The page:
Hon. Benjamin L. Cardin, Chairman
Hon. Alcee L. Hastings, Co-Chairman
For Immediate Release
February 18, 2010
RICHARDSON PUTS PORT SECURITY ON INTERNATIONAL PARLIAMENTARY AGENDA
VIENNA—U.S. Rep. Laura Richardson (D-CA) today pushed the issues of port security and international piracy on to the agenda of the Organization for Security and Cooperation in Europe Parliamentary Assembly (OSCE PA).
Participating in her first meeting as a delegate to the international body, Richardson raised the issues based on her experience as a member of the U.S. House Homeland Security Committee and representative of Long Beach, California, the world’s third largest port complex in the world. Richardson became increasingly involved in this issue following the Homeland Security Subcommittee on Coast Guard and Maritime Transportation hearing on the rescue of the crew aboard the MV Maersk Alabama off the east coast of Somalia on April 13, 2009.
“Turning around the global economic crisis depends in part on increasing international trade. But the security of trade and ocean-going commerce hinges on the security of our ships, cargo containers and international ports,” Richardson said. “One country’s safe ports are rendered less meaningful when all countries do not step up their inspections, share information, modernize cargo screening and enact proactive security measures on ocean vessels.”
Rep. Richardson addressed the General Committee on Economic Affairs, Science, Technology and the Environment to promote an international consensus on cargo security issues at sea and ports. After Richardson’s remarks, Committee Vice-Chair Ivor Callely of Ireland said the cargo security could “probably be taken on board in the committee,” which will draft resolutions to be voted on this July at the Assembly’s Annual Session in Oslo, Norway. The resolutions help shape the activities of the OSCE and its various field missions and broader international policy.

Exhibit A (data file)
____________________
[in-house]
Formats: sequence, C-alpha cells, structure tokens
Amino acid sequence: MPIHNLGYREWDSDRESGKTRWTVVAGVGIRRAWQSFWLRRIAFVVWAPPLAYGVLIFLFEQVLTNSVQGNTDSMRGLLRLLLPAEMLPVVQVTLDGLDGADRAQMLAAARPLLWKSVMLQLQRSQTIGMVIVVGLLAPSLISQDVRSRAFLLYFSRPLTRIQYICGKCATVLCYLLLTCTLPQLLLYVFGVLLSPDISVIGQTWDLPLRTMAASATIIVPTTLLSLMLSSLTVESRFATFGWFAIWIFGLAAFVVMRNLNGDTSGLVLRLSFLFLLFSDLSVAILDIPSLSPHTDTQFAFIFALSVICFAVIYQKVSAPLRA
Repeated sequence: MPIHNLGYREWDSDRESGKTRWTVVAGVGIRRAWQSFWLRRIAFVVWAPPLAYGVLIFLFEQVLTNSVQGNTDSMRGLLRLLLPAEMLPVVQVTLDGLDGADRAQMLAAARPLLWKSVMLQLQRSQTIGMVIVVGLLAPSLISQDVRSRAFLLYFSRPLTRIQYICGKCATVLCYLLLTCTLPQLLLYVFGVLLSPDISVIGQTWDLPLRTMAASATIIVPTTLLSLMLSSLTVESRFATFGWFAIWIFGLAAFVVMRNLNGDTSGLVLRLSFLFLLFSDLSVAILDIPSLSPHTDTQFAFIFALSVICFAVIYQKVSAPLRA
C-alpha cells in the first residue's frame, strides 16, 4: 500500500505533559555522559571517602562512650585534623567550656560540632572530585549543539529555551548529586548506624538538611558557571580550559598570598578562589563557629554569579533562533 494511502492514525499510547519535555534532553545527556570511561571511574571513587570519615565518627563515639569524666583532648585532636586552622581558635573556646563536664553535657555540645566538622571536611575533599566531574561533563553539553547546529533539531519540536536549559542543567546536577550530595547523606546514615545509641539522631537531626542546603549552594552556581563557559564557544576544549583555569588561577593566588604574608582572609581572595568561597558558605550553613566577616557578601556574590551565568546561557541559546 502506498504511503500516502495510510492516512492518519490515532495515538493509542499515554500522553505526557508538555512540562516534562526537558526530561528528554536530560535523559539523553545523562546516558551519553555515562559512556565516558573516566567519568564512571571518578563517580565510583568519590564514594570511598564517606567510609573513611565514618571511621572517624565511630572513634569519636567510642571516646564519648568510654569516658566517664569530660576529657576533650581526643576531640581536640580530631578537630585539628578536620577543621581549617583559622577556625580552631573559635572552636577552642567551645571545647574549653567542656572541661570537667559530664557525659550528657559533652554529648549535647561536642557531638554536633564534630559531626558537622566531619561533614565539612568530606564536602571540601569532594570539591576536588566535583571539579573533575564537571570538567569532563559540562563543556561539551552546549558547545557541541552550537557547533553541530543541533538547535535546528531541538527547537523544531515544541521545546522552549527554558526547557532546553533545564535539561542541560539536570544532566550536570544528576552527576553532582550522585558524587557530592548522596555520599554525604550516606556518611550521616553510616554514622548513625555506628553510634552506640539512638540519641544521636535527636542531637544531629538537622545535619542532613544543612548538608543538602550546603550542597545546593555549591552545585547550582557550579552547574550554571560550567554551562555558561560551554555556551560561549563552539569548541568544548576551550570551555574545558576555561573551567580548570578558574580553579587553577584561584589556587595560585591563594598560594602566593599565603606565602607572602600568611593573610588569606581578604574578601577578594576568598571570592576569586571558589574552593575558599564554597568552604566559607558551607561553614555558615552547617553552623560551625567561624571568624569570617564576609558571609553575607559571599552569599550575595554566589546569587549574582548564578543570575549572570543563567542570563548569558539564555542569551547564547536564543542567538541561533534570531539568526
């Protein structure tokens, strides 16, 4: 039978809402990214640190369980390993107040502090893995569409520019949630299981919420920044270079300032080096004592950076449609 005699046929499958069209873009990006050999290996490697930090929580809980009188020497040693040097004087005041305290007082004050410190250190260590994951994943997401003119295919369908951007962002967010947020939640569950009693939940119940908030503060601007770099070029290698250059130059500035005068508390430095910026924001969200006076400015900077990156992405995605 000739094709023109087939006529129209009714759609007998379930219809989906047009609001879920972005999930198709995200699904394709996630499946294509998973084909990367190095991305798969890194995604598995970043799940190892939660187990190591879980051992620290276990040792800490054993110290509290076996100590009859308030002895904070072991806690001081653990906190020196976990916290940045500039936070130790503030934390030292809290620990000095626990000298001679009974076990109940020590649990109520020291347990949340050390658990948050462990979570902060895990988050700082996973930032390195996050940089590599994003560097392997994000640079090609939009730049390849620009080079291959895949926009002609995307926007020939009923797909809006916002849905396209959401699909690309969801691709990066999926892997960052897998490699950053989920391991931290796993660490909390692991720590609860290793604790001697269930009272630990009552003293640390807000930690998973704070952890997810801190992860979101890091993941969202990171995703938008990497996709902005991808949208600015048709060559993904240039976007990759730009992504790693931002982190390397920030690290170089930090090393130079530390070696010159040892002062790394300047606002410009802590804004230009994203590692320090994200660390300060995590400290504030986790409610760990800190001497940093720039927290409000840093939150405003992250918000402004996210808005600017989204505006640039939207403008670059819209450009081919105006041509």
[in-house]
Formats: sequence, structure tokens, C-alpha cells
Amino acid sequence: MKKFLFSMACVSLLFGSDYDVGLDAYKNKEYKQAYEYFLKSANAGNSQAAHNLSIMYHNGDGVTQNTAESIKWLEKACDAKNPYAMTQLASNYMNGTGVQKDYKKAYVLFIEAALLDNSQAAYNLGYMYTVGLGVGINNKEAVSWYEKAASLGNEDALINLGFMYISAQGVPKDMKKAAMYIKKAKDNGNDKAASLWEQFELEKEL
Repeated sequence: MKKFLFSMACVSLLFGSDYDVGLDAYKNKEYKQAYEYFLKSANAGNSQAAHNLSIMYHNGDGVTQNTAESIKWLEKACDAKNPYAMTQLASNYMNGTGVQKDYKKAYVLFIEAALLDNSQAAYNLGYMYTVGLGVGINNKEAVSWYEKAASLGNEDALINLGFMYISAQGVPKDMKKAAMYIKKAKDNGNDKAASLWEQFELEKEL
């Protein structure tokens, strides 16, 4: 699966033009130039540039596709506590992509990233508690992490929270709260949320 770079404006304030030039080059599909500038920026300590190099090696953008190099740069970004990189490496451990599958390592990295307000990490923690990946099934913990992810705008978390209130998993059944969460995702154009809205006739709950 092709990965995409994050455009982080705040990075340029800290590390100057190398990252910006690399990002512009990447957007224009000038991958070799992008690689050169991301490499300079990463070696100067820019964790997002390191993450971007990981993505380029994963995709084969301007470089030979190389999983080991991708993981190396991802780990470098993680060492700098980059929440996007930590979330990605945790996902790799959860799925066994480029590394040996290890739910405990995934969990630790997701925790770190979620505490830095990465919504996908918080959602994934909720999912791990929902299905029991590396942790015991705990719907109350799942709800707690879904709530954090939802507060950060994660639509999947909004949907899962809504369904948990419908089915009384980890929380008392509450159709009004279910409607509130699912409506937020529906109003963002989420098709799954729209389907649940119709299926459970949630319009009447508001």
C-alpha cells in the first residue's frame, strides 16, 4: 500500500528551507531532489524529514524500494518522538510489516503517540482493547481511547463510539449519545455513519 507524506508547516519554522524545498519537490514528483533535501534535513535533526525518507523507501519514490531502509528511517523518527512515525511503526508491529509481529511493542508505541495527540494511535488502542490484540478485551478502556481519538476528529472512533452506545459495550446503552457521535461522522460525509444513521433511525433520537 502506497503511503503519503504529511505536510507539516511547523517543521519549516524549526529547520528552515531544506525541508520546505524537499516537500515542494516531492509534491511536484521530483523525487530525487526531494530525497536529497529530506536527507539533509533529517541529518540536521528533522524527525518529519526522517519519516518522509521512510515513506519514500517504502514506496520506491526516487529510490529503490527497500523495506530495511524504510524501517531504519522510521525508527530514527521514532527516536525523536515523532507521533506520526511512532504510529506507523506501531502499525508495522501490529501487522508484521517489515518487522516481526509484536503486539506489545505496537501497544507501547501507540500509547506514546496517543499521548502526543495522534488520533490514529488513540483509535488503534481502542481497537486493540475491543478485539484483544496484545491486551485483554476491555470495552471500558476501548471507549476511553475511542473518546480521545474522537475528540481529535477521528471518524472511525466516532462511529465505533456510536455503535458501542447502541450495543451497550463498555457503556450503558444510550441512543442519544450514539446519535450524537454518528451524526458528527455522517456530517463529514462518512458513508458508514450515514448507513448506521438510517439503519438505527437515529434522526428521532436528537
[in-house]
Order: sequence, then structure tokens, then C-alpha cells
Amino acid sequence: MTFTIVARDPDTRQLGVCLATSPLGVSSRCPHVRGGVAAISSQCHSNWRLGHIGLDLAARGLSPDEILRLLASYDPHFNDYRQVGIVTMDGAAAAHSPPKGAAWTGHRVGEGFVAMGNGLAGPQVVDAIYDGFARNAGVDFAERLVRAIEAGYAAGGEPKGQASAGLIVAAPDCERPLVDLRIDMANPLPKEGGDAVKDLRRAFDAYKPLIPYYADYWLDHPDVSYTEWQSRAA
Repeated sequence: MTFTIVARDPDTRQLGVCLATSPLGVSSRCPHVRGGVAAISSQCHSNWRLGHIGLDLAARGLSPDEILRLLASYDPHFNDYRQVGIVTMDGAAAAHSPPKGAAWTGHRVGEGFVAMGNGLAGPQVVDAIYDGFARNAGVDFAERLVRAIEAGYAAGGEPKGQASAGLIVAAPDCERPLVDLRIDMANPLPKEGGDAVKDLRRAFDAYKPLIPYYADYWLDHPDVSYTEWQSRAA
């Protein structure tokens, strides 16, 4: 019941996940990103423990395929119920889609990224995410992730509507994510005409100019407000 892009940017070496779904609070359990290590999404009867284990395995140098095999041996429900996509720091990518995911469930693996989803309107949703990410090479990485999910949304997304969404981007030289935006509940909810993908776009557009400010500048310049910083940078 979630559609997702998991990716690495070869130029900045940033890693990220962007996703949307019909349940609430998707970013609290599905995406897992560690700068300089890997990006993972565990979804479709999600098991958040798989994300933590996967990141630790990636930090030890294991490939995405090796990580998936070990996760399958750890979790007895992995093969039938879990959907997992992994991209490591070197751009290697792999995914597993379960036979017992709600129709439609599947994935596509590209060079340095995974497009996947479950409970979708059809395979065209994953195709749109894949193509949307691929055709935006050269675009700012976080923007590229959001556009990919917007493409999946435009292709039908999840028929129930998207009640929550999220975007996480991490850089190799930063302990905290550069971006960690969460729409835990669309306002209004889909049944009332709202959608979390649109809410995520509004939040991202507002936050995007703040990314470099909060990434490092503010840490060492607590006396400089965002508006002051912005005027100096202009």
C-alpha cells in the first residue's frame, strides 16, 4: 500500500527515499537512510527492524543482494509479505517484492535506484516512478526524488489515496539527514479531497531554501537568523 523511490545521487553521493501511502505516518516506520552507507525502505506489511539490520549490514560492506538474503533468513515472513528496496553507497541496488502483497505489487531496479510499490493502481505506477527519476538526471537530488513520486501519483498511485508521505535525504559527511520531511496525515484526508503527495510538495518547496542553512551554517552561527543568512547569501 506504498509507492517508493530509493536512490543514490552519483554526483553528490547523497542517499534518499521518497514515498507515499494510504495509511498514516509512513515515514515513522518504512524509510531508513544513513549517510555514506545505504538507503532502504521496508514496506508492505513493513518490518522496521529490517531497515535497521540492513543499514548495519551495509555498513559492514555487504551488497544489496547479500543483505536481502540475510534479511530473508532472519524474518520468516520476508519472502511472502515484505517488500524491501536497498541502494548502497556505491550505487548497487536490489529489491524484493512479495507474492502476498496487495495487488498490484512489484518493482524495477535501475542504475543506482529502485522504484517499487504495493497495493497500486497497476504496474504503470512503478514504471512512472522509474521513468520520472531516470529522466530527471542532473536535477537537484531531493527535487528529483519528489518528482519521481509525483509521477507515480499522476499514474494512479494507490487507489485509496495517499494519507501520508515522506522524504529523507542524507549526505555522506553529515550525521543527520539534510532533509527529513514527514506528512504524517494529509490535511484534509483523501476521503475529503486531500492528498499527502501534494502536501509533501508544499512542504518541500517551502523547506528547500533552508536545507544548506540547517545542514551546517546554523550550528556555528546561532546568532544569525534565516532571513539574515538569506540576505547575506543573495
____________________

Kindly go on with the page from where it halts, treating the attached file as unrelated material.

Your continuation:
In 2009, pirates boarded 153 ships, hijacked 49 vessels, killed eight crew members and gained $60 million in ransom payments. More than half of these attacks stemmed from Somali pirates.
“The UN has passed resolutions on piracy in the Horn of Africa and warships have been sent to the region, but despite these efforts, the number of hijacked ships has increased,” Richardson said. “To combat piracy we need to go beyond discouraging pirates on land and increase efforts to follow their financing and strengthen legal institutions, issues we have raised this week with several of our European partners.”
Rep. Richardson is part of a bipartisan delegation of the U.S. Helsinki Commission, led by Chairman Senator Benjamin L. Cardin (D-MD). They are joined at the Parliamentary Assembly by more than 200 parliamentarians from around the 56-country OSCE.
The Commission on Security and Cooperation in Europe, also known as the U.S. Helsinki Commission, is an independent agency of the Federal Government charged with monitoring compliance with the Helsinki Accords and advancing comprehensive security through promotion of human rights, democracy, and economic, environmental and military cooperation in 56 countries. The Commission consists of nine members from the U.S. Senate, nine from the House of Representatives, and one member each from the Departments of State, Defense, and Commerce.
Media Contact: Neil Simon
# # #
Military Aspects of Security